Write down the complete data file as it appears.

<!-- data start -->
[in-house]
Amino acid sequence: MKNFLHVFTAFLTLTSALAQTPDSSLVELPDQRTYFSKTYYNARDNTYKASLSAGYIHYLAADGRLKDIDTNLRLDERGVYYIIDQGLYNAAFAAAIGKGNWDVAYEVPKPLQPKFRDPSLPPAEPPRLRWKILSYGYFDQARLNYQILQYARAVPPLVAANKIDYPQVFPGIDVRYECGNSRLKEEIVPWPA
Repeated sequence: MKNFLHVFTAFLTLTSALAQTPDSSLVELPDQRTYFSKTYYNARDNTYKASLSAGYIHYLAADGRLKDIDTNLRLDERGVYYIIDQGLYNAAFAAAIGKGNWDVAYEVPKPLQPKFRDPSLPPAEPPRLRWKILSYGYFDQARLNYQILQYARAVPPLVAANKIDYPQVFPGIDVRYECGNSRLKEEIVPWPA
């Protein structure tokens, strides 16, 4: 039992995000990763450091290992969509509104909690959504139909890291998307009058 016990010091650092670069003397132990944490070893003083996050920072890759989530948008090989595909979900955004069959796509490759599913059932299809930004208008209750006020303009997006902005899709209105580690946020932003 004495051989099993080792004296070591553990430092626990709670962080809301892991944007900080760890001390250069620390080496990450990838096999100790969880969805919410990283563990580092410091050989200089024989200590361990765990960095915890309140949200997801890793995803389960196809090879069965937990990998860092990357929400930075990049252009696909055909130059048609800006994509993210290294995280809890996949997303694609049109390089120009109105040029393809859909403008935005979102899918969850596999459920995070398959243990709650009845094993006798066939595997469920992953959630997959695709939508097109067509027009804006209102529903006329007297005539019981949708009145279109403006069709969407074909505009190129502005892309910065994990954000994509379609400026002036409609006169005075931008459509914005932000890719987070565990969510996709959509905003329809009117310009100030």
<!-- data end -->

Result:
[in-house]
Amino acid sequence: MKNFLHVFTAFLTLTSALAQTPDSSLVELPDQRTYFSKTYYNARDNTYKASLSAGYIHYLAADGRLKDIDTNLRLDERGVYYIIDQGLYNAAFAAAIGKGNWDVAYEVPKPLQPKFRDPSLPPAEPPRLRWKILSYGYFDQARLNYQILQYARAVPPLVAANKIDYPQVFPGIDVRYECGNSRLKEEIVPWPA
Repeated sequence: MKNFLHVFTAFLTLTSALAQTPDSSLVELPDQRTYFSKTYYNARDNTYKASLSAGYIHYLAADGRLKDIDTNLRLDERGVYYIIDQGLYNAAFAAAIGKGNWDVAYEVPKPLQPKFRDPSLPPAEPPRLRWKILSYGYFDQARLNYQILQYARAVPPLVAANKIDYPQVFPGIDVRYECGNSRLKEEIVPWPA
């Protein structure tokens, strides 16, 4: 039992995000990763450091290992969509509104909690959504139909890291998307009058 016990010091650092670069003397132990944490070893003083996050920072890759989530948008090989595909979900955004069959796509490759599913059932299809930004208008209750006020303009997006902005899709209105580690946020932003 004495051989099993080792004296070591553990430092626990709670962080809301892991944007900080760890001390250069620390080496990450990838096999100790969880969805919410990283563990580092410091050989200089024989200590361990765990960095915890309140949200997801890793995803389960196809090879069965937990990998860092990357929400930075990049252009696909055909130059048609800006994509993210290294995280809890996949997303694609049109390089120009109105040029393809859909403008935005979102899918969850596999459920995070398959243990709650009845094993006798066939595997469920992953959630997959695709939508097109067509027009804006209102529903006329007297005539019981949708009145279109403006069709969407074909505009190129502005892309910065994990954000994509379609400026002036409609006169005075931008459509914005932000890719987070565990969510996709959509905003329809009117310009100030």